But you know what?  He didn't make me cry this time. (He's made me cry before, like the time he turned his back on me in public, Amish-shunning style, after I wrote an opinion piece in our local paper questioning his upcoming legislation that would relax gun laws.) I didn't cry, even when his friends called me ignorant.   Even when one said I failed at reading comprehension.  Even when one assumed I had never been the victim of sexual violence. Even when he invited his friends to take me to a self-defense/shooting class and he would pay my tuition.

Because I know that I am right.

Representative Lucas (I don't know why I'm addressing him, as I am fairly certain he will never visit this blog, but anyway...), we cannot blame rape victims for their lack of awareness, their inability to defend themselves and their failure to carry a weapon.  Your letter to The Star implies that you can.  Your pattern of blame in response to tragedy implies that you will.  I am asking you to stop compounding tragedy by blaming victims.

And hey.  Thanks for reminding me that I need to keep writing this blog.

Peace, my friends.

Wednesday, February 01, 2017

What To Do, What To Do?

I think I'm Piglet.

I'm trying to be brave.
I really want to be helpful, but I'm just not sure of how to make that happen.
And today, I'm scared.
I feel very small and lost in the mist.

Here's what scares me:

I'm frightened by the ugliness I see on social media, coming from all sides.  No matter what happens in Washington, DC or our statehouses in the next 2-4 years, can we ever repair the fissure that the 2016 elections have ripped in our national consciousness?

I'm frightened by those who think social media is the media.

I'm frightened by those who think they know things, but don't.  But yet, they feel compelled to speak or write without knowing the facts or the truth.  I am not afraid to tell you that there are lots of things I don't know and even more that I don't understand.  I do know lots of things; however, because I was a smart girl growing up in the 1960's in small town Indiana and spent a lot of my elementary school days with tape over my mouth because I just couldn't not say the things I knew, I am still a little afraid to tell you what I know.  Because it's bothersome, plus the boys wouldn't find it attractive ... but that, my darlings, is a blog post for another day...

I'm frightened by those who think they know things and believe that "research" is looking something up on the Internet and then quoting Breitbart or Newsmax.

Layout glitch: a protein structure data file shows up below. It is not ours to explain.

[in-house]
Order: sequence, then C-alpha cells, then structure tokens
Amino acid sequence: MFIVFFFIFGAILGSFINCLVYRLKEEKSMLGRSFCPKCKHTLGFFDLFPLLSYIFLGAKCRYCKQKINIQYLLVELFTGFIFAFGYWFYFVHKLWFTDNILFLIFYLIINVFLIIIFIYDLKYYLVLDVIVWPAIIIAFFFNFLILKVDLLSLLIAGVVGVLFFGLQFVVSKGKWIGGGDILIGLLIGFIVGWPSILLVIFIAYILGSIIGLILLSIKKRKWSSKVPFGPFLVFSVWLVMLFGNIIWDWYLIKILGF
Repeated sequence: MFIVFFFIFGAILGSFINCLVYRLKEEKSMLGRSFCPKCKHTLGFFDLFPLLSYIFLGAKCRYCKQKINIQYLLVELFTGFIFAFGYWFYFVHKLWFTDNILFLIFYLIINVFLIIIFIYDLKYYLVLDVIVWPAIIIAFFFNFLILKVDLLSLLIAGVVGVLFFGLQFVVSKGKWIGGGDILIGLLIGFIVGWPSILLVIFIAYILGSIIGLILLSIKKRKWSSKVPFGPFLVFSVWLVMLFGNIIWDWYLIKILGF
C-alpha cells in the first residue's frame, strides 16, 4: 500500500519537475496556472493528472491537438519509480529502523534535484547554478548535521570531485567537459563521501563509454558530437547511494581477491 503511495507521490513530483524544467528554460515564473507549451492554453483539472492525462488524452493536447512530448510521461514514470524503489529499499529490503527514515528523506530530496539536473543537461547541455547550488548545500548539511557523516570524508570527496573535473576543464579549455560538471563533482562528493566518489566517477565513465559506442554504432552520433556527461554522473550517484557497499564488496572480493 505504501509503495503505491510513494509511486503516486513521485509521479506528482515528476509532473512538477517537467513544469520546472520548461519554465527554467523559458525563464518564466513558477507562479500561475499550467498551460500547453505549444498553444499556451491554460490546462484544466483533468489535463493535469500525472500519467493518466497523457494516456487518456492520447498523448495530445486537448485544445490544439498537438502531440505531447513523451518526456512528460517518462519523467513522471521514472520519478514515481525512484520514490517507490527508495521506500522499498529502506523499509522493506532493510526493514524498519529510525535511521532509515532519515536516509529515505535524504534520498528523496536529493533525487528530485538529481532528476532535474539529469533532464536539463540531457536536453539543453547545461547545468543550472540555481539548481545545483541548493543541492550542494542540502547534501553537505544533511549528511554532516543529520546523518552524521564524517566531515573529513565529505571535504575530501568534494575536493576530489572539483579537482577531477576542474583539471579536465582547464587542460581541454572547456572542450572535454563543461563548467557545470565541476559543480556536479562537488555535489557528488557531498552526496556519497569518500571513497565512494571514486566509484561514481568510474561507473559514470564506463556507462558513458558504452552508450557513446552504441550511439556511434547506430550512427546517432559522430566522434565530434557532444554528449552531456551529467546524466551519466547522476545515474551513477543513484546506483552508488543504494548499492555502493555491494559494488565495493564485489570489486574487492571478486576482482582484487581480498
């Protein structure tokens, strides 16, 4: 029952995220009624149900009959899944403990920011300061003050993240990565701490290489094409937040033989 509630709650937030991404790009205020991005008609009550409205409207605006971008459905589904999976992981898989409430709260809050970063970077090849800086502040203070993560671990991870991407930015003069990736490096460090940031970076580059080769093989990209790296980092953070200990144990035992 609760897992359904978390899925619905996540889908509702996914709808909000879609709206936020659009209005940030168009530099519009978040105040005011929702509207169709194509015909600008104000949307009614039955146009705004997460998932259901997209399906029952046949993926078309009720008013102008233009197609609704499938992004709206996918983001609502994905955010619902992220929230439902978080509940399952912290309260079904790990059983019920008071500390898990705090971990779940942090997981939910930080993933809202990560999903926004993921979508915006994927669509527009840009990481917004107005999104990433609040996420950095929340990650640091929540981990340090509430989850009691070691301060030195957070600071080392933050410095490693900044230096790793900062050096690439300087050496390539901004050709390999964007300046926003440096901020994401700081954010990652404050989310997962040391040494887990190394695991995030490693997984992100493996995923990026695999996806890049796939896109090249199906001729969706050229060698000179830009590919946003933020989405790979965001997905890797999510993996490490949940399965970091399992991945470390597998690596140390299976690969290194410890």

I wish I had a nickle and two Advil for every time I read "Do your research!" on Facebook.

I know I'm a bit of a snob about this, but I was one of those kids on the high school debate team who read and took notes from The Congressional Record (even though I wasn't a very good debater nor a very good note taker)  and spent my first two semesters at the University of Akron as a miserable research assistant (I started to hate going to the library, and I love the library).  Research involves investigating, citing, annotating, other time-consuming work and a crap ton of index cards.  Research is not re-posting a meme, and a meme is not a fact even though 32,496 people have shared it.

Today, I'm frightened by those who say, "Keep you hands off of my sacred 2nd Amendment rights" and yet think it is perfectly fine to question the validity of 1st Amendment, one of my personal favorites.  It  is so important that it is first, and guarantees freedoms of the press, of speech, of the free exercise of religion and of assembly.  (There's a printable Constitution link on the right.  It's good reading; I'm also quite fond of the 13th, the 15th, the 19th and the 21st -- let's all vote and drink together!)

See?  So important they have always had a spot on our dining room wall.  

President Trump denounced the press throughout his campaign, hoping that we would all conclude that the press was biased.  Primarily against him.

Geeze, Louise, Mr. Trump.  Of course the press is biased -- from Benjamin Franklin, whose anonymous pamphlets generated interest in issues that would profit him ("Hey, let's print paper money!  On my printing presses!"), to Spiro Agnew lashing out against the liberal press opposed to the Vietnam war by calling them "nattering nabobs of negativism" (my dad loved that phrase -- I probably got tape on my mouth for repeating it at school)  to every American paper in every American city endorsing a candidate in every American presidential election. Read a little Noam Chomsky, will you?

And as for the Johnson Amendment, a 1954 tax code which prohibits certain organizations (like churches) from endorsing political candidates, and which I hadn't even heard of until Mr. Trump made it an issue, I'll just say this:  I love my country and I love my church.  I also love coffee and gravy, but don't want them in the same cup -- that is a disgusting mess that would end up in the garbage.  Allowing more religious influence in American politics is opening a Pandora's box of discrimination and hatred, i.e., disgusting mess.